The remaining athletes had pounded straight up the higher peaks immediately west of Braithwaite, with Italian, Francesco Cordisco, and the Spanish pairing climbing to the summit of Grasmoor which, at 852 meters, is the highest peak in the western fells.
Andy Read and Greg Hamerton quickly converted height from the lower fells into distance as they glided south immediately towards the higher scoring southern fells.
As Rod landed after his second flight from Low Fell to Loweswater he could see the powerful Spanish pairing, David Polo and Mathias Vane, gliding fast from Grasmoor to Mellbreak on their heavily loaded Advance Pi Bi tandem wing. Francesco took a similar line and managed one the first thermic flights of the day at the southern end of the Buttermere valley. Reaching cloudbase over Grey Knotts, he landed close to Green Gable before confusing fans who were following his Flymaster Livetracker by flying directly down the centre of Seathwaite valley, missing a few potential lucrative peaks on the way, before landing at the ‘jaws’ of Borrowdale. It turned out he was in dire need of food and water , and had to meet up with his supporter, Luigi Falco; a crucial lesson as he had been in a podium position up until then.
As the day developed, several other pilots managed some interesting distance by air, with thermic conditions delivering unexpected opportunities to collect a few extra peaks as they pushed south along their chosen routes.
Flybubble’s Greg Hamerton, used his extensive hike and fly experience to push quickly into the big mountains of the central Lakeland fells. Launching from Kirk Fell, patience and commitment saw Greg scratching up the steep and intimidating northerly slopes of Scafell and then touch down close to the summit of Great End before running over the col and quickly launching again onto the steep westerly slopes of Bowfell. A final flight late in the day saw Greg setting up camp on the quiet but cold summit of Wrynose pass. He was now the pilot who had travelled furthest south from the start.
By this time Rod was close on his heels, having launched from High Crag and finding a climb on the westerly aspect of Wainwright’s favourite peak, Haystacks. Flying his prize from the previous year’s X-Lakes – the Ozone Ultralite 4, he took sufficient height to grab several waypoints before landing close to Grey Knotts at 697 meters. Rod’s tactic was now to stay high and collect the high scoring central fell waypoints as he headed towards Great Langdale, over-taking the ever-cheerful Spanish pair en-route.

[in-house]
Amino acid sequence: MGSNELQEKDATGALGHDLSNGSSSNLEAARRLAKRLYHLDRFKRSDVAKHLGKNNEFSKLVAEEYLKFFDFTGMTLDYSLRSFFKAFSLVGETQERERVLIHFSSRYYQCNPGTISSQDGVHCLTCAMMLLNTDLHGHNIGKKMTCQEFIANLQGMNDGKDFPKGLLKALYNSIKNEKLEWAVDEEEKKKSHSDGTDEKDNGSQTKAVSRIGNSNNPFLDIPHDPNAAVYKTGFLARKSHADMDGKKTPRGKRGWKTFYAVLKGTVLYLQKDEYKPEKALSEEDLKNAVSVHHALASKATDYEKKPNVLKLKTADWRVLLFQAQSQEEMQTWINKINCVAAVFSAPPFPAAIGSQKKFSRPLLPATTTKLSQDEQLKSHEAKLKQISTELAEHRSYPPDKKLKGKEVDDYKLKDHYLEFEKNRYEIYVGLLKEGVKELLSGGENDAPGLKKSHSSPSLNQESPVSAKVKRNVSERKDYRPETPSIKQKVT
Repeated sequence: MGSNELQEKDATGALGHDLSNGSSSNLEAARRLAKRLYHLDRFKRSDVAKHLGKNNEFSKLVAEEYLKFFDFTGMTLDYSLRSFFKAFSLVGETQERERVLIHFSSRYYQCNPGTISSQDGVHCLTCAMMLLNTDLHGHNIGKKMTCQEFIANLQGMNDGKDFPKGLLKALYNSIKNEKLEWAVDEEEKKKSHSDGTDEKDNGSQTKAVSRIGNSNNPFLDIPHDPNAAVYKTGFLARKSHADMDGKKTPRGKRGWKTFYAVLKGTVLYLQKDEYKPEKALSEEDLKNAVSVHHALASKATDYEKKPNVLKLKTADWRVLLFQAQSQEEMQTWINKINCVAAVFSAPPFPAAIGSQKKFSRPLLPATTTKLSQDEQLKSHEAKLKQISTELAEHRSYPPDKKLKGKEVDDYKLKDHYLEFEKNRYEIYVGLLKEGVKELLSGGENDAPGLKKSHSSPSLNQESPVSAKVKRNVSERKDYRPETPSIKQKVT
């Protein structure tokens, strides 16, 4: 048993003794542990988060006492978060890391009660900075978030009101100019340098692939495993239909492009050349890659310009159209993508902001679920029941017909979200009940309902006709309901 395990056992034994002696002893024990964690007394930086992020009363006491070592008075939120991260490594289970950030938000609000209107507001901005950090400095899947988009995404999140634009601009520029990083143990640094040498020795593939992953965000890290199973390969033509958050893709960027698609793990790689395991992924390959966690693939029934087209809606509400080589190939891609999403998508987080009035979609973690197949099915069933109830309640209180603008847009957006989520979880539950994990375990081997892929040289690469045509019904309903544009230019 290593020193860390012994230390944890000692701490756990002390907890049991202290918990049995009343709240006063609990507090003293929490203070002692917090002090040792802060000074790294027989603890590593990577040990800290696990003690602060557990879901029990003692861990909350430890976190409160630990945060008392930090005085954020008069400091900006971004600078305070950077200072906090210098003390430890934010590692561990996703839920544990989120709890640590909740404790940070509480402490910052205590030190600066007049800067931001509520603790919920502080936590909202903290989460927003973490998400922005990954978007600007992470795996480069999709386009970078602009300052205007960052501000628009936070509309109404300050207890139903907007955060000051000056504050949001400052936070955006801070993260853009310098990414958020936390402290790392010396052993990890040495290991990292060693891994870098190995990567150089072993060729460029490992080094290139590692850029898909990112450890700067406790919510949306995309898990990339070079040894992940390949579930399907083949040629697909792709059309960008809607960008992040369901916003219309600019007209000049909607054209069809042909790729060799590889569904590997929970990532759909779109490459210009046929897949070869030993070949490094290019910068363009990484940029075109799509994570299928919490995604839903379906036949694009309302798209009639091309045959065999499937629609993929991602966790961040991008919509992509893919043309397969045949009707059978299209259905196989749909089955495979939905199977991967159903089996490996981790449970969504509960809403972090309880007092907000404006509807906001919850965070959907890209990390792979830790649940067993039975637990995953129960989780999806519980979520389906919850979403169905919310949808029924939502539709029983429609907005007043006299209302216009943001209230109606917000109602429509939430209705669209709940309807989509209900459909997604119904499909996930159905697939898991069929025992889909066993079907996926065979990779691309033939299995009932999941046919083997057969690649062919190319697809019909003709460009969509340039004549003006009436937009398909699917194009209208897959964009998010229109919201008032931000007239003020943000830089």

The 8pm hard cut-off time was a challenge for many pilots as the evening was generous with sunlight, and the winds were light enough to coax a last flight from many of the competitors. The Spaniards hunkered down northwest of the Langdale Pikes and Andy Read found himself close to Sergeant Man high above Grasmere village. John Westall couldn’t resist the lure of the pub at Wasdale Head, while after a couple of brave and committed flights from Pavey Arc over Stickle tarn, Rod achieved his own goal to get low, anticipating the early cloud that would restrict flight opportunity on Sunday morning. Andy Smith was another pilot who chose to stay high, near to High Crag.
Thick low cloud left pilots pretty damp at the start of the race on Sunday morning, with those who had rendezvoused with their supporters in the valleys benefitting from a decent night’s sleep and an opportunity to push out some distance before the low cloud started to rise.
Ben and Paul, travelling together as a team, were able to use the tourist route to the summit of Helvellyn from their overnight campervan pitstop at the southern tip of Thirlmere. From Helvellyn they pushed north by foot, arriving in Keswick in time to buy an ice cream and wander into HQ a few minutes after first competitor home, Andy Read.
South of them on the Helvellyn ridge line, Rod had grabbed a few extra Wainwrights with Greg and the Spanish pair having to work hard to climb up to the ridge that would lead them back into the northerly district. They were counting on some flying opportunities to get back to The Flight Park in Keswick before the race ended at 4pm.